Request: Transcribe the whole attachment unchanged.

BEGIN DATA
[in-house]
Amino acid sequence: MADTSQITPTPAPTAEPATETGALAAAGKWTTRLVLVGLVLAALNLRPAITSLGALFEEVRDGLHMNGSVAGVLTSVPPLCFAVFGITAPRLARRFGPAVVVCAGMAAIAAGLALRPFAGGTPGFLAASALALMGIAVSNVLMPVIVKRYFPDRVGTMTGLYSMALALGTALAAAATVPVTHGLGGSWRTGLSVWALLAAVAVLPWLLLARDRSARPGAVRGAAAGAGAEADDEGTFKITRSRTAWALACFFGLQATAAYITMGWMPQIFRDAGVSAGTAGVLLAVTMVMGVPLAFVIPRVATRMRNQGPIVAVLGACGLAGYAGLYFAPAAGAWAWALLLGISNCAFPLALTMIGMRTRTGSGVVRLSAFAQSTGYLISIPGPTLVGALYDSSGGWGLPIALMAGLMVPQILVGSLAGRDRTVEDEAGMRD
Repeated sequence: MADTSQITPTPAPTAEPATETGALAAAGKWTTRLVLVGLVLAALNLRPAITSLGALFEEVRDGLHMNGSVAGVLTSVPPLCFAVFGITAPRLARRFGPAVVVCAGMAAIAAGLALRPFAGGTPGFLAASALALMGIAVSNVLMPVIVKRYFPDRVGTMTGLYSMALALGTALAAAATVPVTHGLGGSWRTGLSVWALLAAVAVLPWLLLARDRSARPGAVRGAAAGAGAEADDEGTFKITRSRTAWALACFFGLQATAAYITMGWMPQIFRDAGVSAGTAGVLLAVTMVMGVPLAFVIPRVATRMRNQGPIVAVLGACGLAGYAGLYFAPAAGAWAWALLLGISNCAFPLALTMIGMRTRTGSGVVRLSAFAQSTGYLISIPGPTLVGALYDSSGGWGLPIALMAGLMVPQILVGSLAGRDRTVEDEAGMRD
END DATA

[in-house]
Amino acid sequence: MADTSQITPTPAPTAEPATETGALAAAGKWTTRLVLVGLVLAALNLRPAITSLGALFEEVRDGLHMNGSVAGVLTSVPPLCFAVFGITAPRLARRFGPAVVVCAGMAAIAAGLALRPFAGGTPGFLAASALALMGIAVSNVLMPVIVKRYFPDRVGTMTGLYSMALALGTALAAAATVPVTHGLGGSWRTGLSVWALLAAVAVLPWLLLARDRSARPGAVRGAAAGAGAEADDEGTFKITRSRTAWALACFFGLQATAAYITMGWMPQIFRDAGVSAGTAGVLLAVTMVMGVPLAFVIPRVATRMRNQGPIVAVLGACGLAGYAGLYFAPAAGAWAWALLLGISNCAFPLALTMIGMRTRTGSGVVRLSAFAQSTGYLISIPGPTLVGALYDSSGGWGLPIALMAGLMVPQILVGSLAGRDRTVEDEAGMRD
Repeated sequence: MADTSQITPTPAPTAEPATETGALAAAGKWTTRLVLVGLVLAALNLRPAITSLGALFEEVRDGLHMNGSVAGVLTSVPPLCFAVFGITAPRLARRFGPAVVVCAGMAAIAAGLALRPFAGGTPGFLAASALALMGIAVSNVLMPVIVKRYFPDRVGTMTGLYSMALALGTALAAAATVPVTHGLGGSWRTGLSVWALLAAVAVLPWLLLARDRSARPGAVRGAAAGAGAEADDEGTFKITRSRTAWALACFFGLQATAAYITMGWMPQIFRDAGVSAGTAGVLLAVTMVMGVPLAFVIPRVATRMRNQGPIVAVLGACGLAGYAGLYFAPAAGAWAWALLLGISNCAFPLALTMIGMRTRTGSGVVRLSAFAQSTGYLISIPGPTLVGALYDSSGGWGLPIALMAGLMVPQILVGSLAGRDRTVEDEAGMRD